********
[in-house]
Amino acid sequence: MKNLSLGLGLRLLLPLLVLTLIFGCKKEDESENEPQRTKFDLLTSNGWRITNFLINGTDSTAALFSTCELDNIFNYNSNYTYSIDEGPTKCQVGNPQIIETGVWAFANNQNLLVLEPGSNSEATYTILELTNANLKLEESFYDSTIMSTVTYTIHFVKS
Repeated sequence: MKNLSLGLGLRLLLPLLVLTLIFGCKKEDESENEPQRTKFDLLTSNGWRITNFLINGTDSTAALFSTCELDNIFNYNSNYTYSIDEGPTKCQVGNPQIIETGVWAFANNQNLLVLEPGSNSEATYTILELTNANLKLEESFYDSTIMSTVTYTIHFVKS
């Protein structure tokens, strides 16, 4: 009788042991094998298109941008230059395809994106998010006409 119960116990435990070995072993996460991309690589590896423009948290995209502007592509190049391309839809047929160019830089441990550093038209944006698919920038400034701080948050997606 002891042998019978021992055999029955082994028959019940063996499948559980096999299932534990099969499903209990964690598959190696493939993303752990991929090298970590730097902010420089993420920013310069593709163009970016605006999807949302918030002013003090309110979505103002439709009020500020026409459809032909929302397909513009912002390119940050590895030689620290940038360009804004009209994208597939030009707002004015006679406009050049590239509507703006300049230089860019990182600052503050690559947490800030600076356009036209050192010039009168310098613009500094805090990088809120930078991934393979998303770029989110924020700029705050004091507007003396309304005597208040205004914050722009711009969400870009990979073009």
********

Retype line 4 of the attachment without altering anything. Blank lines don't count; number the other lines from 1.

């Protein structure tokens, strides 16, 4: 009788042991094998298109941008230059395809994106998010006409 119960116990435990070995072993996460991309690589590896423009948290995209502007592509190049391309839809047929160019830089441990550093038209944006698919920038400034701080948050997606 002891042998019978021992055999029955082994028959019940063996499948559980096999299932534990099969499903209990964690598959190696493939993303752990991929090298970590730097902010420089993420920013310069593709163009970016605006999807949302918030002013003090309110979505103002439709009020500020026409459809032909929302397909513009912002390119940050590895030689620290940038360009804004009209994208597939030009707002004015006679406009050049590239509507703006300049230089860019990182600052503050690559947490800030600076356009036209050192010039009168310098613009500094805090990088809120930078991934393979998303770029989110924020700029705050004091507007003396309304005597208040205004914050722009711009969400870009990979073009």